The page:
5 Last-Minute Ways to Work Civic Engagement Into Your High Holidays

September 4, 2018Jenna Galper

The High Holidays invite us to initiate both personal and communal change. During the ten Days of Awe between Rosh HaShanah and Yom Kippur, we reflect on our own choices as well as the actions of our broader community.

Most of the prayers we recite asking for forgiveness, like the Viddui and the Ashamnu, are written in the first-person plural. These prayers remind us that we are part of a community and responsible for shaping a collective future – hopefully one that advances the well-being of all its members. We are taught, “All of Israel is responsible for each other” (Shevuot 39a).

This year, the High Holidays fall about a month and a half before the 2018 midterm elections, providing another opportunity for our community to reflect on the past year and make decisions about our shared future.

As Rabbi Joel Mosbacher of Temple Sharaay Tefila in New York City wrote,

“Voting is about optimism and hope, about envisioning a world more whole and committing to enact that vision, and about seeing ourselves as partners with God in the ongoing work of creation.”

With just a few days between now and Rosh HaShanah, there is still time to incorporate non-partisan civic engagement into your High Holidays observance. Check out these five civic engagement ideas and share them with your congregation, community, or family.

1. Take the voting pledge.

Research shows that people are more likely to vote if they have publicly pledged to do so. While we pledge as a community to do better by one another in the year to come, take a moment to pledge to positively impact your community through voting.

Download and print these voter pledge cards, which can be handed out before services or tucked inside prayer books, and encourage congregants to fill them out – or ask your dinner guests to fill them out at the end of your holiday meal together. Drop them in the mail two weeks before the election to hold everyone accountable to their pledge. For more information on how to use voter pledge cards, check out the Religious Action Center’s guide.

2. Learn what the Torah teaches about civic engagement.

Use these Jewish text study resources on civic engagement during Rosh Hashanah or Yom Kippur learning sessions to start a conversation about the importance of voting. If you live in a state where the organized Reform Jewish community is supporting a ballot initiative – California, Ohio, Florida, Massachusetts, or Washington – you can also  use these fact sheets to discuss affordable housing, criminal justice reform, voting rights, or transgender rights in your state.

3. Make sure your loved ones are registered to vote.

During the 10 Days of Awe between Rosh HaShanah and Yom Kippur, check in with at least one friend or family member each day to ask if they’re registered to vote. In most states, the deadline to register to vote in the midterm election is in early-to-mid October, making the High Holidays the perfect time to ensure everyone is prepared to cast their ballot on Election Day.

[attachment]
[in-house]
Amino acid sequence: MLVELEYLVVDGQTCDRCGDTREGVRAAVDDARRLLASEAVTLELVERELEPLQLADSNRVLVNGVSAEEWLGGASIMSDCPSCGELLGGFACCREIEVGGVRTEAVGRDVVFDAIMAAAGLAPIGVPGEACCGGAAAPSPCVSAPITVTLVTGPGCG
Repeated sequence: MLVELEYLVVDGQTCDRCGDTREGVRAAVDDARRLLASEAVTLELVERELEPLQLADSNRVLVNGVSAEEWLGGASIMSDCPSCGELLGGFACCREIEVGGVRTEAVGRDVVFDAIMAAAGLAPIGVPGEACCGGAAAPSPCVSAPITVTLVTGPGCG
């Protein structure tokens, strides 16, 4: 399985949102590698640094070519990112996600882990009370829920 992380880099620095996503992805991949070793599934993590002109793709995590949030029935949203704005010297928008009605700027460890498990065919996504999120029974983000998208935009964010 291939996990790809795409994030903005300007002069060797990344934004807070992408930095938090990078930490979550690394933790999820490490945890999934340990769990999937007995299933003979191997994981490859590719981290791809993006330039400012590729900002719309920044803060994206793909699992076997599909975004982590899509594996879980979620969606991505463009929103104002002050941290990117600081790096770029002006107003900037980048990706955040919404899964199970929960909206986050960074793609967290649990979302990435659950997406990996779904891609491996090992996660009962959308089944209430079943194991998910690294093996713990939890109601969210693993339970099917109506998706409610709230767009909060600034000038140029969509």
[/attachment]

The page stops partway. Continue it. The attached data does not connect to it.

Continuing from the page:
4. Honor first-time voters in your congregation.

Suggest that your congregation or community offer a communal aliyah (being called to the Torah) during the Rosh HaShanah or Yom Kippur Torah service for all the first-time voters to honor their new participation in our democracy and inspire others to get out and vote. Consider offering this prayer of gratitude for our freedom, which comes from Nissim B’chol Yom, our blessings for daily miracles:

Baruch atah Adonai, eloheinu melech ha’olam, she’assanu b’nei chorin.
Praise to You, Adonai our God, Sovereign of the Universe, who has made us to be free.

This daily blessing is an affirmation of our freedom, reminding us to never take for granted this precious gift. The freedom to vote in free and democratic elections is also a precious gift not to be taken for granted or ignored. When we speak these words of blessing in the voting booth, we thank God for making us a free people, able to participate in the sacred rite of voting.

5. Create your own modern al chet.

On Yom Kippur, we recite the al chet, a litany of sins and transgressions for which we repent communally. Many people choose to adapt this powerful prayer into a list of contemporary societal sins, as Rabbi Jonah Dov Pesner did in his remarks before the March for Our Lives that outlined our sins related to gun violence.

Consider what would make up your “modern al chet.” Which sins and wrongdoings would you like to see our community do better on in the coming year? Looking at your list, which candidates or ballot initiatives could you support that align with your vision for the coming year?

Keep your list to bring with you when you cast your ballot, so you can hold yourself accountable to creating the kind of community you want to be a part of in the year to come.

For more ideas and resources on how to bring civic engagement to your congregation or Jewish community, visit www.rac.org/CivicEngagement.

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